A Texas man stopping to ask police about what they were investigating in Milford ultimately led to his arrest, according to Delaware State Police. Law enforcement with the state police Sussex Governor's Task Force were on Carlisle Lane in Milford last Friday for an unrelated investigation when a light blue 2005 Acura MDX with two men inside stopped to ask about the police presence, said Master Cpl. Melissa Jaffe, a spokeswoman with state police.
A Dover man was arrested Thursday night after city police stopped his vehicle. Officers with both Dover police and Probation and Parole stopped 35-year-old Alfred Terry about 8 p.m. Thursday at Buckson Drive and Bacon Avenue, said Master Cpl. Mark Hoffman, a spokesman with Dover police. During the traffic stop, police said they could smell marijuana coming from the vehicle, Hoffman said.
More than 150 people called or texted a phone number posted in an advertisement by Newark police, thinking the woman they were contacting was a prostitute. Six men actually showed up at the undisclosed hotel after texting with undercover officers and detectives, looking to "solicit the female for prostitution" in an exchange for cash or drugs, according to Newark police. All six were arrested and charged.
Muck Rack makes it simple to find people, tweets, or articles that mention any name, keyword, company, hashtag etc. We've compiled this guide to help you make the most of your search.
Selecting a term
Start searching tweets, articles from media outlets, articles mentioned in tweets, journalists'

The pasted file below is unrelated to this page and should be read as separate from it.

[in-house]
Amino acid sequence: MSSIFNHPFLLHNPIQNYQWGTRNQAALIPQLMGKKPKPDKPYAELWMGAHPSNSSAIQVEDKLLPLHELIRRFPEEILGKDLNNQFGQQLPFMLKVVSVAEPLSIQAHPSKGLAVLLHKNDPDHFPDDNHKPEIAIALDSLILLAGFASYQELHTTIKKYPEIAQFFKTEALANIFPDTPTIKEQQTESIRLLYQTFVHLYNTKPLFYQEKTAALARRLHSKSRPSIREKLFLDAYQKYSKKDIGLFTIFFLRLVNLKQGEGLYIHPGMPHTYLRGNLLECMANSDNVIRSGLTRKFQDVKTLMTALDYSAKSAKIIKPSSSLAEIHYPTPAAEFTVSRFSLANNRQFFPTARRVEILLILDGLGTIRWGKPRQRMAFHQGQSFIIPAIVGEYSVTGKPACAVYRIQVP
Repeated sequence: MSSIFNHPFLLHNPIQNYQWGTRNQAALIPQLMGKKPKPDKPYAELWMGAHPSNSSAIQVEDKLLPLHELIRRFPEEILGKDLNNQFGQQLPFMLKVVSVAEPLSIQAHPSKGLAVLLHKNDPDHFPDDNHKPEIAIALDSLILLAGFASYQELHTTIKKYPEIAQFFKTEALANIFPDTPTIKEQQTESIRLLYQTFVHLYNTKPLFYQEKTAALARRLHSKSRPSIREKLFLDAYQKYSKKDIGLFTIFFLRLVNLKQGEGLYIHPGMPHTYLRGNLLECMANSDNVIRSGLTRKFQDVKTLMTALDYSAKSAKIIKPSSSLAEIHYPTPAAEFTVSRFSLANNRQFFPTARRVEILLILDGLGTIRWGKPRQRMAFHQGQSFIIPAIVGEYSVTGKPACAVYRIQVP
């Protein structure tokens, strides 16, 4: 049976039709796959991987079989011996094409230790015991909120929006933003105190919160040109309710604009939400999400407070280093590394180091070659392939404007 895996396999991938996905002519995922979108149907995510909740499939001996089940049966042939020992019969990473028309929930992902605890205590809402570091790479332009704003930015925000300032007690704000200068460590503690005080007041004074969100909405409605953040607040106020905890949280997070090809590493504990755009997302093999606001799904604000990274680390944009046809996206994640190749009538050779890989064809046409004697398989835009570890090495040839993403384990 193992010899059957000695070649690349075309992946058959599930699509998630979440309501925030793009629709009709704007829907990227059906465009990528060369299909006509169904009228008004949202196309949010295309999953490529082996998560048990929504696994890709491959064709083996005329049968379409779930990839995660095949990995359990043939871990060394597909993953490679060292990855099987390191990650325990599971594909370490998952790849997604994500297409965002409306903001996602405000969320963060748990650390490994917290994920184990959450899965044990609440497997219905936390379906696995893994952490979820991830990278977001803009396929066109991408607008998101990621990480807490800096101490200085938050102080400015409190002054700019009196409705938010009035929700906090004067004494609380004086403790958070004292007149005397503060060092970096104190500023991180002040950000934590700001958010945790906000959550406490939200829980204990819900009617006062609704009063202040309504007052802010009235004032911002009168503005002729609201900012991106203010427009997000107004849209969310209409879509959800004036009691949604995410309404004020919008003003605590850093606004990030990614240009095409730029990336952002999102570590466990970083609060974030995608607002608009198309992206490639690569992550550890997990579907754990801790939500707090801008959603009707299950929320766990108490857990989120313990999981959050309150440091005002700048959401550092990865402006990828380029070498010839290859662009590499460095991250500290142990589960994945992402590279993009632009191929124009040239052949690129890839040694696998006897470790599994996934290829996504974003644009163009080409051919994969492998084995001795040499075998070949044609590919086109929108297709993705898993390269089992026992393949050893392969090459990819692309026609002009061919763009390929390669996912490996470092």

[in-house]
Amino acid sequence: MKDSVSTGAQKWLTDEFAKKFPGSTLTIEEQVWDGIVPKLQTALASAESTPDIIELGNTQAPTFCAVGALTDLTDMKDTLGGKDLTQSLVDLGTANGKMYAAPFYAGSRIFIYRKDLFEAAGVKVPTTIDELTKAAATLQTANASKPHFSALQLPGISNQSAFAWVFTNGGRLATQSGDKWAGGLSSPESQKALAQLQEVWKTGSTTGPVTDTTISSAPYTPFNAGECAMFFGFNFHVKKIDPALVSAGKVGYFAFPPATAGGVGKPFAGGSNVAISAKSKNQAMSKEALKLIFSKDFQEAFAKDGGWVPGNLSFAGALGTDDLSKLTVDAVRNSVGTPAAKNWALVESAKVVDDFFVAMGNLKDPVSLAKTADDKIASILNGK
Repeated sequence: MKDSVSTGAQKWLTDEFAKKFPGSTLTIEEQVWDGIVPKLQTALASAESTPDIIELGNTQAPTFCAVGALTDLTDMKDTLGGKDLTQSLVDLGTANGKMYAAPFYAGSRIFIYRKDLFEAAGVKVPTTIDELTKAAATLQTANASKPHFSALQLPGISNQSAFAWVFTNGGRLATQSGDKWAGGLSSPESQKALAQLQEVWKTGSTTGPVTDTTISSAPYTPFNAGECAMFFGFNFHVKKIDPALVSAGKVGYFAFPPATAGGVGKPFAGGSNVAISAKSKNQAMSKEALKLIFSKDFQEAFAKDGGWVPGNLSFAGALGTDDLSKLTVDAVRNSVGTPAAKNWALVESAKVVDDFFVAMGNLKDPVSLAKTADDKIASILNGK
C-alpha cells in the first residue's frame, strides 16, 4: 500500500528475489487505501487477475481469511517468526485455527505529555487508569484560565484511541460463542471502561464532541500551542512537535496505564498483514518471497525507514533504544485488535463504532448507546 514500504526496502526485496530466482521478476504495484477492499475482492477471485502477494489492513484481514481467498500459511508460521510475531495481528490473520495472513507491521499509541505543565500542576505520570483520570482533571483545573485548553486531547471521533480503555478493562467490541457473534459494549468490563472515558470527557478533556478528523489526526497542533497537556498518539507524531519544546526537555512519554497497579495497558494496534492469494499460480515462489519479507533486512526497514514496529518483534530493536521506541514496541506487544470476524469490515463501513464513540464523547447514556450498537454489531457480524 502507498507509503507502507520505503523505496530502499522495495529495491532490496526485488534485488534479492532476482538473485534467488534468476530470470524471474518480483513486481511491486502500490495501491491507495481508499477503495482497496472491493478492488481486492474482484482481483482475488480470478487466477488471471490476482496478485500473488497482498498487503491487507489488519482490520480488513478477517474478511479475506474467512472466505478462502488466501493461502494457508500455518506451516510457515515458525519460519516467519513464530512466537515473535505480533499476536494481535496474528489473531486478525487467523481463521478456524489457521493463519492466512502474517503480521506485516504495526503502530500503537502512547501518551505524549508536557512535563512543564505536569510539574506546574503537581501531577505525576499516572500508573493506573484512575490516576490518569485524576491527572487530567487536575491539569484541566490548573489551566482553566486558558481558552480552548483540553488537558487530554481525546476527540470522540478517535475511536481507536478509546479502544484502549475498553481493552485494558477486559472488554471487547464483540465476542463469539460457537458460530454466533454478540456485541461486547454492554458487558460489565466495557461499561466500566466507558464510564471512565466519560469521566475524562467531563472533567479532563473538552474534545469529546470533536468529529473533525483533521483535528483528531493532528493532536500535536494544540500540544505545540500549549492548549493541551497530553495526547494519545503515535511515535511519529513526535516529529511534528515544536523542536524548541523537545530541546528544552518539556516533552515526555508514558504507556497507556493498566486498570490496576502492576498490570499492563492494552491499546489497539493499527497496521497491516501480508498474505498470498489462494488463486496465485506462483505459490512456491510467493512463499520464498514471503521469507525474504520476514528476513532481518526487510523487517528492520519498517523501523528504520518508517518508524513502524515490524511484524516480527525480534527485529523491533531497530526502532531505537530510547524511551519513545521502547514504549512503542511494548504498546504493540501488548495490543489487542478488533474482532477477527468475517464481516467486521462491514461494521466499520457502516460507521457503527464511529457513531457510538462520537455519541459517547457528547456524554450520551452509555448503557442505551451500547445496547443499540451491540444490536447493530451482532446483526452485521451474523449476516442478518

names, titles and bios with some suggested searches:
Companies or Topics (e.g. iPhone, Microsoft)
Phrases (e.g. "cloud computing") — use quotes to keep the terms together
Twitter handles (e.g. @username) — returns those who have mentioned or replied to
Names (e.g. "David Pogue")
Hashtags (e.g. #sxsw, #london2012)
Bio details (e.g. vegan, Olympics, father)
Muck Rack's Advanced Search allows for many boolean operators.
Find results that mention multiple specified terms, use AND or
+. For example, ensure each result contains both Elon Musk and Mark Zuckerberg by
searching Musk AND Zuckerberg or Musk + Zuckerberg.
Use the operators OR or , to broaden your search when you'd like either of
multiple terms to appear in results. (This is the default behavior of our search when no operators
are used). For example, results will contain either cake or cookie by searching cake OR cookie or cake,cookie
Use NOT or - to subtract results from your search. For
example, searching Disney will yield results about the Walt Disney Company as well as Walt Disney
World Resort. To exclude mentions of Disney World, search for Disney -World or Disney
When using one of these operators with a phrase, enclose it in quotation marks. For example, you can
find results about smartphones excluding Apple's iPhone 4S by searching smartphone -"iPhone
Exact case matching or punctuation
If you're searching for a brand name or keyword that relies on specific punctuation marks or capitalization, you can
find results that match your exact query by adding matchcase: before the keyword you're searching for, like matchcase:E*TRADE .
Use parentheses to separate multiple
boolean phrases. For example, to find journalists talking about having fun in Disney World or
Disneyland, search for ("disney world" OR disneyland) AND fun.
An asterisk can be used to search for any variation of a root word truncated by the asterisk. For example, searching for admin* will return results for administrator, administration, administer, administered, etc.
A near operator is an AND operator where you can control the distance between the words. You can vary the distance the near operation uses by adding a forward slash and number (between 0-99) such as strawberries NEAR/10 "whipped cream", which means the strawberries must exist within 10 words of "whipped cream".